When I design a PCB, I spend a lot of time looking at how the traces are looking, trying to find better routes, and wasting a lot of time because I made some connection wrong somewhere in the schematic… But having passed all that, the next big question is, will it fit in the box? Or maybe you just want to check if the part you designed got the right pin placement.
Doing that the most cheap and fast way, is to just use your printer, and print the design out on a piece of paper. But doing that might not work right out of the box, here is why.
When you print your design out on the paper, put a dimension in, as large as you can get away with. My caliper goes to 150mm (and a few mm over), so that is what I went with.
But let’s try to measure what the distance actually is…
143.5mm! That is absolutely useless when needing to compare sizes. But luckily it is easy to fix. Divide 150 by 143.5 and we get 1.0453 (rounded the number off).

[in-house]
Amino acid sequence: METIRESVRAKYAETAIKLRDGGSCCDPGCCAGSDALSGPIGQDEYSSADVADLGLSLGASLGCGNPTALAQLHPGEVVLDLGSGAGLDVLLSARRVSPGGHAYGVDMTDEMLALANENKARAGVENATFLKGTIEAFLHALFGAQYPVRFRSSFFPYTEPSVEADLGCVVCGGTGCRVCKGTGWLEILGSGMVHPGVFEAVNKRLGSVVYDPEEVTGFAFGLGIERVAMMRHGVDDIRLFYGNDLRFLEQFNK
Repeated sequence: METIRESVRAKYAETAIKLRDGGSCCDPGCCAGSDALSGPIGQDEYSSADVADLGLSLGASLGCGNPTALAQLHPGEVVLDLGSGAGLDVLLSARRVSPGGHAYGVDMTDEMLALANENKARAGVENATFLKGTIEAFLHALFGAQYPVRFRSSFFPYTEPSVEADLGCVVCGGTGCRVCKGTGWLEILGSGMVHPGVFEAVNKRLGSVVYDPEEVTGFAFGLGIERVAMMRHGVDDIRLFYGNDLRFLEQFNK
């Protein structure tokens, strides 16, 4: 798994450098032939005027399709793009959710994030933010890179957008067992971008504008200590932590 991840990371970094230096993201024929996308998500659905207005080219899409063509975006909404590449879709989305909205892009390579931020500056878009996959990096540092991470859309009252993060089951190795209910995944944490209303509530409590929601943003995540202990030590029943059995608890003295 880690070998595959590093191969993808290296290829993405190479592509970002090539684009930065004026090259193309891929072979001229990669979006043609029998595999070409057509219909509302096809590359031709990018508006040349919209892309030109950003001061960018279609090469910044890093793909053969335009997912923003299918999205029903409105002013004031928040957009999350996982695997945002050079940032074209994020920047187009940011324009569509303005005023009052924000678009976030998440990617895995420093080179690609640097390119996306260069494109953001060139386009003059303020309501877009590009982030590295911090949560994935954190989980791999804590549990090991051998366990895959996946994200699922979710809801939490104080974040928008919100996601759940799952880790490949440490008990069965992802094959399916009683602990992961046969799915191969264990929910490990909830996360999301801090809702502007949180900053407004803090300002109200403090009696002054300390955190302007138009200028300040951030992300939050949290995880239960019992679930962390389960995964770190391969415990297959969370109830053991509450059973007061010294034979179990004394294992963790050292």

In Eagle, on the print screen, we can then put that number into “Scale factor”, and let’s try to print it again.
150.09mm, that is plenty close to what we need, the 0.09 is most likely me not being able to measure this properly anyways. Which is also why we want as big a distance as possible, that way the error gets multiplied, and when we then adjust that, the smaller distances will be closer to what they are set to in the package in Eagle.
All we need to do now is to cut it out, if we want to test it in the box, and here it is!
Looks like I can easily get away with making the board a bit bigger, so the top and bottom fill will go all the way out to the edges.